concrete cradle supported by piping. Supports should be adequate to sustain the weight of the full
sewer and backfill.
The details and requirements for the above should be worked out in conjunction with the Structural
Engineer based on the recommendations of the soil report.

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8.4.5

Angle of Repose

Underground lines installed below adjacent foundations should not undermine the 45o angle of repose
of the foundation (See Figure # 8-3). Where there is no obvious solution consult with the Structural
Engineer to see if the actual conditions permit a steeper angle. It may also be possible to brace the
trench if equipment has been set, and to protect the pipe against loads by encasement.

FIGURE # 8-3

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8.4.6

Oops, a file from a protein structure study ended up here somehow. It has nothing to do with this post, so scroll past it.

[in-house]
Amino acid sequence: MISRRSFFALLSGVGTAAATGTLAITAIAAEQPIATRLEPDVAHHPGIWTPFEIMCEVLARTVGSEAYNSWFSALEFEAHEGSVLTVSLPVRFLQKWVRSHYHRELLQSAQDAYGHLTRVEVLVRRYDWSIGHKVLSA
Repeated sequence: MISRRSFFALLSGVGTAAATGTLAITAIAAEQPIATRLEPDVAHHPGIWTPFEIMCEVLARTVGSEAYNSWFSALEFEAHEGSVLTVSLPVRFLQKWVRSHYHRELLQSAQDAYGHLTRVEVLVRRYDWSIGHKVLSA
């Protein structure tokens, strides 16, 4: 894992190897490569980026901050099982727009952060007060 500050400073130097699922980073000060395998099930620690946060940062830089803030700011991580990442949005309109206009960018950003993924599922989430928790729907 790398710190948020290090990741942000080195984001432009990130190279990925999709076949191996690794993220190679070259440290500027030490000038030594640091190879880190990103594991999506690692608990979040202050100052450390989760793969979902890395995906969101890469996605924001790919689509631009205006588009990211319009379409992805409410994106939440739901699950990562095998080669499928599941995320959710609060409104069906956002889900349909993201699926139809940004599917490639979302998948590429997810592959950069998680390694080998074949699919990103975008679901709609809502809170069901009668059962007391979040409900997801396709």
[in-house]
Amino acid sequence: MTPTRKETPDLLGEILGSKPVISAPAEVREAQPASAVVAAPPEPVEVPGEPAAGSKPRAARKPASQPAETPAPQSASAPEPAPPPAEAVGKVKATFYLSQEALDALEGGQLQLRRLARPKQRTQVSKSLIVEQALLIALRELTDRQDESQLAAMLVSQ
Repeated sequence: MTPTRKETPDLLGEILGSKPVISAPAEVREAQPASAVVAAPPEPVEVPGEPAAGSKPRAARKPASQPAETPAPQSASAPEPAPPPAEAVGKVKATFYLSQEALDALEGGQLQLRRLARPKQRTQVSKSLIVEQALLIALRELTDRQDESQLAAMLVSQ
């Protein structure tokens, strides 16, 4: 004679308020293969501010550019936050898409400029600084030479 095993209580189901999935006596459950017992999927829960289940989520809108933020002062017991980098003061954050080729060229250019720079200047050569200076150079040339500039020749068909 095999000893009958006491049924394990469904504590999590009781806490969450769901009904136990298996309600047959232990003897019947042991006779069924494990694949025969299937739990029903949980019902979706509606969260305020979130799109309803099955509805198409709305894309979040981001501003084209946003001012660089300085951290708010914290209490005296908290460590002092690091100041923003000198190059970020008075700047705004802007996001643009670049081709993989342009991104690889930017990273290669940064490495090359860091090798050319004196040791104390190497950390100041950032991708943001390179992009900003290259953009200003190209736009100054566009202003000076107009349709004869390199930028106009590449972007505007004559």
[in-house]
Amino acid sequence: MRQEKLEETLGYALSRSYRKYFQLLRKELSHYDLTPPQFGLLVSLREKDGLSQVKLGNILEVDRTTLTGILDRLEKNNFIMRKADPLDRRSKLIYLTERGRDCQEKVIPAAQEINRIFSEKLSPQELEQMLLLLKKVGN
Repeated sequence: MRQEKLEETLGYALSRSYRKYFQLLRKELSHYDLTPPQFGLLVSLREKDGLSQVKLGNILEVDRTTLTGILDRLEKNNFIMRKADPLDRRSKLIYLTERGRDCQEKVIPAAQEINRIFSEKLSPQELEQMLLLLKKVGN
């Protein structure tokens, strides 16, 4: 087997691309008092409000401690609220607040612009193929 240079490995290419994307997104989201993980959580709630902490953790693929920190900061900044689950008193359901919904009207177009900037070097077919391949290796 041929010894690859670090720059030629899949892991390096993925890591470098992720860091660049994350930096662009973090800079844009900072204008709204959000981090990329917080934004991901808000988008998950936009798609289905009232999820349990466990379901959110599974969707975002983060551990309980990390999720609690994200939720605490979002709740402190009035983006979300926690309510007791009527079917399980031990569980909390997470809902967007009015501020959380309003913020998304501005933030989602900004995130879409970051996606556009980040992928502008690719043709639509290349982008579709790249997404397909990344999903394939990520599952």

Breakage
Precautions must be taken to prevent breakage of pipe due to construction and maintenance
equipment traffic.

Depth of cover for protection against surface loads is covered in another section.
Guard posts are provided to protect the above ground features of the firewater system.
Cleanouts in vitrified clay systems are subject to breakage, particularly in offsite areas. Where
cleanouts are thus exposed, protective structures similar to those for the firewater system, as well as
concrete cradles, must be detailed. Notes on offsite drawings should state, "INSTALLATION OF
CLEANOUTS SHOULD NOT BE COMPLETED UNTIL PROTECTION SHOWN ON DETAIL
DRAWING CAN BE PROVIDED".